No other impression of a vice presidential seal is known prior to the 1948 version.
The Presidential seal and flag were redesigned in 1945, and since the Vice President's flag at the time was a reversed-color variation of the Presidential flag, it was noted that the Vice Presidential seal and flag should also be redesigned. Since applying the previous reversed-color concept to the seal as well would result in the design being too indistinguishable from the President's version, in August 1945 Truman asked the Heraldic Branch of the Office of the Quartermaster General of the Army to "prepare several sketches" for a new Vice Presidential flag. However, since the Vice Presidency was vacant at the time, there was no need for an immediate change.
In 1948 a new Vice President would be elected, and during the fall an executive order was prepared to prescribe the new seal and flag for the office. It was suggested to delay the order until after the election, so accordingly President Truman issued Executive Order 10016 on November 10, 1948, which officially defined the Vice Presidential seal for the first time (a 1936 executive order had defined a Vice Presidential flag, but not the seal).
The design was still a variation on the U.S. coat of arms and therefore the presidential seal, but was made to be distinctly different. While the shield is the same, the eagle's wings are more outstretched, with the wing tips pointing slightly down ("inverted", in heraldic terms). The eagle's right talon holds an olive branch, though with fewer leaves and berries than the depiction used in the 1945 Presidential seal, and the left talon holds a single arrow (rather than the 13 specified in both the Presidential and Great Seals). While the 1945 presidential seal added a ring of 48 stars around the eagle (representing the states), a ring of 13 stars (representing the original 13 colonies) was added to the 1948 vice presidential seal. The design has some resemblance to the one known 1850 seal, but there is no evidence that the 1948 designer had any knowledge of the earlier version. The actual drawings for the executive order were prepared by Miss Elizabeth Will, of the Heraldic Branch, Office of the Quartermaster General, Department of the Army.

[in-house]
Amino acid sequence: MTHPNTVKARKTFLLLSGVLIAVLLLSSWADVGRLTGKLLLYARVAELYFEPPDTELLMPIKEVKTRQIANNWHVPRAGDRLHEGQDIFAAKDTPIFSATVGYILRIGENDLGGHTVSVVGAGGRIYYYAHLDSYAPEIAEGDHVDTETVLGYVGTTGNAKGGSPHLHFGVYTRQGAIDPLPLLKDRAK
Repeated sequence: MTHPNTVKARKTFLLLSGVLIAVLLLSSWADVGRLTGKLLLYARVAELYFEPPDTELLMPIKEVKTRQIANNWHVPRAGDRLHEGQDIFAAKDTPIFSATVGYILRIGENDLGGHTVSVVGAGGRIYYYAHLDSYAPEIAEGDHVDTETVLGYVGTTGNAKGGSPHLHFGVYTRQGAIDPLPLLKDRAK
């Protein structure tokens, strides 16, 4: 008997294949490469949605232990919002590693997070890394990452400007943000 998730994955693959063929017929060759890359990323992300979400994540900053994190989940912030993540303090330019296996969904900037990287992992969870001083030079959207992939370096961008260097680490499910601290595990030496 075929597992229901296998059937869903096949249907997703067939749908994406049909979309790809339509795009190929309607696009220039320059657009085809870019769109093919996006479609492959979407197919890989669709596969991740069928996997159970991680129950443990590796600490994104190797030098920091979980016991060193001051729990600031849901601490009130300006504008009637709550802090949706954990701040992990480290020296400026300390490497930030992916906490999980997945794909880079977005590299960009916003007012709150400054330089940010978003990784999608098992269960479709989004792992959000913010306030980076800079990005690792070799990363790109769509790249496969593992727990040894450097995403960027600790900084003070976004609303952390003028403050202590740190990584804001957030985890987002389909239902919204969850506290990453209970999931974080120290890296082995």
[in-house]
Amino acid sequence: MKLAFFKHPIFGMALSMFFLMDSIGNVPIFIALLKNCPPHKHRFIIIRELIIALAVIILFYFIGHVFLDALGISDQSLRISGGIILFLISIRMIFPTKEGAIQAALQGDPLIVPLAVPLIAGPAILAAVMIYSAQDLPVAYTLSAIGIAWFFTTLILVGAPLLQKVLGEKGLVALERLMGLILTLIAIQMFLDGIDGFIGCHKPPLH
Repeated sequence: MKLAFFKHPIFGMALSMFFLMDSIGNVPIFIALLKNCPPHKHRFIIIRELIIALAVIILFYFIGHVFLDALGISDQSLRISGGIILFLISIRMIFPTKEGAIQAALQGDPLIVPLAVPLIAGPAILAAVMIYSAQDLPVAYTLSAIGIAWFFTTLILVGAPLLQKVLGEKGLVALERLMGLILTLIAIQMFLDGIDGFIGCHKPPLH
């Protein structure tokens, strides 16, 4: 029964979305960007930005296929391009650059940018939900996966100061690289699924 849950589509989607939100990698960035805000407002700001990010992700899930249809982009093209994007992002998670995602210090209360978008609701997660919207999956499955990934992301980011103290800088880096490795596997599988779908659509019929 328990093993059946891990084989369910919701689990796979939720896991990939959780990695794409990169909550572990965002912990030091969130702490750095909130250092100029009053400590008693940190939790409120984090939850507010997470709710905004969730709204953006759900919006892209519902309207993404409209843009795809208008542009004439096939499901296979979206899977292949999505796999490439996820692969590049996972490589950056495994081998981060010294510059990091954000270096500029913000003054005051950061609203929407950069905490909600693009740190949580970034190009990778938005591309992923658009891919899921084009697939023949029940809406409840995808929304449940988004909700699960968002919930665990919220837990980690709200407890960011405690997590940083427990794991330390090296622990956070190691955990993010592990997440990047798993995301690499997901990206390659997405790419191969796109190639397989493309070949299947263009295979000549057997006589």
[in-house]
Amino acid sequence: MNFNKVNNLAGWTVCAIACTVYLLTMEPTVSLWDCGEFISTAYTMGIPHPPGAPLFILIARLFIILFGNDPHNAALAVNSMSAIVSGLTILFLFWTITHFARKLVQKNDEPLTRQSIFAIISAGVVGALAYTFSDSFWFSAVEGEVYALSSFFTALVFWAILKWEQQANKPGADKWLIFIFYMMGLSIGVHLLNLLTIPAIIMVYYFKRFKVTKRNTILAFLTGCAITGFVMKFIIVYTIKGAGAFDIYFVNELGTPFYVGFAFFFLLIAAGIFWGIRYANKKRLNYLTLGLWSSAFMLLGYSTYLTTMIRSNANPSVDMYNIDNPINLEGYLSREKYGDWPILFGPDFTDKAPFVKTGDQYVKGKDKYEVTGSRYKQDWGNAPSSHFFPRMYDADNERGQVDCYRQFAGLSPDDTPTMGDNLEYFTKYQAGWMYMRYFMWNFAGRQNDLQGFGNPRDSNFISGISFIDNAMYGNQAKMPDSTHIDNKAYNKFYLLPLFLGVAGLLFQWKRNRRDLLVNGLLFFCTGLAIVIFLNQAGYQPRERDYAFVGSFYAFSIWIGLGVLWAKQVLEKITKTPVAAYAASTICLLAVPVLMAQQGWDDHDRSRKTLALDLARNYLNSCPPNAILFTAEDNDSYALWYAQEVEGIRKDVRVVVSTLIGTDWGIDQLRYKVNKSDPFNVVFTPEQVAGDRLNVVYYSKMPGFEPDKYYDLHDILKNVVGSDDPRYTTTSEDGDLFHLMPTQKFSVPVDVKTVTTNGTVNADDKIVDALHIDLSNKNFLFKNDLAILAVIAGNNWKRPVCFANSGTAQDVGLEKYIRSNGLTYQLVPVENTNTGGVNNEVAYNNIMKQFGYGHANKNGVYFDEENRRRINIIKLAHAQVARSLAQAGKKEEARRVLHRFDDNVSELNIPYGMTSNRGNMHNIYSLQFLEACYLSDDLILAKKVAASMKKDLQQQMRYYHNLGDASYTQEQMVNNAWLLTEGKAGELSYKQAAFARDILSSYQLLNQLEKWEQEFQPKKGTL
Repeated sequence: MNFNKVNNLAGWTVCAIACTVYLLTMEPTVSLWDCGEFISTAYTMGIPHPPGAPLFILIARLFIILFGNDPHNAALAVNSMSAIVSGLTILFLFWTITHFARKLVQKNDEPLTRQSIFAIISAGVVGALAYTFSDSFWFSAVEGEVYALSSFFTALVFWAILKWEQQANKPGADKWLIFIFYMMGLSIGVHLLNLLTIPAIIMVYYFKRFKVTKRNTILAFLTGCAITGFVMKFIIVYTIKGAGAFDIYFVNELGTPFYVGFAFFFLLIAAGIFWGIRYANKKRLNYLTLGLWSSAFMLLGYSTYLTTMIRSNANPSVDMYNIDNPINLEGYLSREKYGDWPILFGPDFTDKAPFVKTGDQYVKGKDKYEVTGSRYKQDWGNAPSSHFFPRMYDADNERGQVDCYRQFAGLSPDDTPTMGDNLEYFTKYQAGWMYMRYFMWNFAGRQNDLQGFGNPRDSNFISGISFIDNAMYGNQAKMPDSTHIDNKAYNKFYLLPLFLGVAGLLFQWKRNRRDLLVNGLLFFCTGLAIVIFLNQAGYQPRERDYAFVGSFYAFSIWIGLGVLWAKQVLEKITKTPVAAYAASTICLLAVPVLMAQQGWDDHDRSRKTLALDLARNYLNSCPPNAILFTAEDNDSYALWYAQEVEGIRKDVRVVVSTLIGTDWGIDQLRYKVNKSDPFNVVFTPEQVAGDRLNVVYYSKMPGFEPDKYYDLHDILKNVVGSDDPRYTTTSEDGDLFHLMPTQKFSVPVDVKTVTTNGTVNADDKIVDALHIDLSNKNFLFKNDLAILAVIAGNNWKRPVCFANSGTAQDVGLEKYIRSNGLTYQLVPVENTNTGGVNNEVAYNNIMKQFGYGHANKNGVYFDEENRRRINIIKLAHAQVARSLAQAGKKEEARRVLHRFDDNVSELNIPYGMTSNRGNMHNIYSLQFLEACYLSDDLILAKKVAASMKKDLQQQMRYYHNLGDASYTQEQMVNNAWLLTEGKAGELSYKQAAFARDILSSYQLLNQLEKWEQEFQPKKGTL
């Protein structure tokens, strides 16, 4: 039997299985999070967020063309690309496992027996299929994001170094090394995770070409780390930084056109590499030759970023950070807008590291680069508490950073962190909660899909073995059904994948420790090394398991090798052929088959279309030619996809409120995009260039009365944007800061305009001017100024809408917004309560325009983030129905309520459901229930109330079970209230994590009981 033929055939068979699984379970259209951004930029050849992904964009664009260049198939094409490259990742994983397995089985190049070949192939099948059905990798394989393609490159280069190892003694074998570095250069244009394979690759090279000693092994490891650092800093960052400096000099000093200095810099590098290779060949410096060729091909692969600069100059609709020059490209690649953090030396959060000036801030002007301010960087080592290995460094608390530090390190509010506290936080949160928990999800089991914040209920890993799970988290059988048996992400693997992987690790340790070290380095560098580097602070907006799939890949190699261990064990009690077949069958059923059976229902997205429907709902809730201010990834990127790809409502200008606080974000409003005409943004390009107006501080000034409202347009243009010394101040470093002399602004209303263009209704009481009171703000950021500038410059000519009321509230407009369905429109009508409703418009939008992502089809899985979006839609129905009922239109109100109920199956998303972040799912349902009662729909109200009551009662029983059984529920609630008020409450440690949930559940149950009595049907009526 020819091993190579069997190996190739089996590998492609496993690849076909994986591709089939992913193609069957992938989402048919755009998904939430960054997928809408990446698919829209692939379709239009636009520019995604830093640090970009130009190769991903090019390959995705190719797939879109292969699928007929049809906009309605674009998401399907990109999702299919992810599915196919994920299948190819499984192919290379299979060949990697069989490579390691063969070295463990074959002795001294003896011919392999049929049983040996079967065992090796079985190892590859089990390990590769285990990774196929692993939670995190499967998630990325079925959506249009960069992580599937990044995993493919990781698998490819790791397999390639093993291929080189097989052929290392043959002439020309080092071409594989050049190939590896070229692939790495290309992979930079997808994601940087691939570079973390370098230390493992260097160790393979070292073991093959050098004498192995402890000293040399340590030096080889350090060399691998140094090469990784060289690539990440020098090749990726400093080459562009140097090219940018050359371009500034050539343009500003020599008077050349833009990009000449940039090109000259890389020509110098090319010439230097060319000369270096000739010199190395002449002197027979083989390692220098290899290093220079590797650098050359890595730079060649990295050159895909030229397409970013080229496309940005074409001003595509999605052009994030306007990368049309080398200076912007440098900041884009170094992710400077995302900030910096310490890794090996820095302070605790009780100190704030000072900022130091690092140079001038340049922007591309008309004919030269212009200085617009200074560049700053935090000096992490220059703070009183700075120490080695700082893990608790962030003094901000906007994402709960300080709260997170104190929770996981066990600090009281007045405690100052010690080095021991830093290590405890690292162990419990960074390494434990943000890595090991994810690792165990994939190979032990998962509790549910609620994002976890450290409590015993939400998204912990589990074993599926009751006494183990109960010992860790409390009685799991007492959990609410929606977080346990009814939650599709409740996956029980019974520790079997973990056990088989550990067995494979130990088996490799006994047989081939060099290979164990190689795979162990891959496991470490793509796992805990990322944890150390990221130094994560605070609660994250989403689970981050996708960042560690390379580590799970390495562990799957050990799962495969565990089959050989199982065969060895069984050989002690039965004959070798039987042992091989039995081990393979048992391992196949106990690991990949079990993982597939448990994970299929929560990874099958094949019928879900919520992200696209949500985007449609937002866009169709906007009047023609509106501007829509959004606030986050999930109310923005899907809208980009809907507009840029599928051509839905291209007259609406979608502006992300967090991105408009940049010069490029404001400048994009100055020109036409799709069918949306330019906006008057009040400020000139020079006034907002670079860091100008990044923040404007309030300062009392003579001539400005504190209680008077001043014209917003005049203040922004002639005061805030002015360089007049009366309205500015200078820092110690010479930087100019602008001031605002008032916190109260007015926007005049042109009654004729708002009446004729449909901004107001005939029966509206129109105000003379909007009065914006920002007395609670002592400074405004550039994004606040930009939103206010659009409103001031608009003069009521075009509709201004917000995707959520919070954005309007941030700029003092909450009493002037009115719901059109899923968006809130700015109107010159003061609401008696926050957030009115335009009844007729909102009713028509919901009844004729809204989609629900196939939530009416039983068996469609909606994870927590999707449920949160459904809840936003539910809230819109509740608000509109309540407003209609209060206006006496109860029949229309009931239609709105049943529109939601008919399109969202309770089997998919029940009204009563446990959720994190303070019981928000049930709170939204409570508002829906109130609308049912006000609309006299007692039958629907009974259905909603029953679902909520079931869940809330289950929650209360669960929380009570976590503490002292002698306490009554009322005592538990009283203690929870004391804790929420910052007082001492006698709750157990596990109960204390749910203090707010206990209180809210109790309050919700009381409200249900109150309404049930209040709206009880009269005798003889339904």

The full set of seal dies was not completed by the Bureau of Engraving and Printing until 1952, and a replacement was made in 1969. Similar to the situation with the President's seal, there were several seal dies. The official die is brass and attached to a handle, and used by the Vice President's office to affix wax impressions to correspondence and official documents. The Bureau of Engraving and Printing had several steel dies ranging in size from 5⁄8 to 1 3⁄4 inches (1.6 to 4.4 cm) used to imprint invitations, stationery, and the like as requested by the Vice President.
This seal took practical effect when Alben W. Barkley was inaugurated as Vice President on January 20, 1949, and remained in use for nearly 27 years.
Some of the subsequent Vice Presidents disliked the design of the 1948 seal. Hubert Humphrey would often remark that the relative importance of the Vice President's office could be gauged by the "droopy eagle" on the seal, and Nelson Rockefeller (appointed by Gerald Ford) said in public it was "aesthetically very weak" and in private complained to friends it looked like a "wounded quail" (or in some versions of the story a "wounded partridge").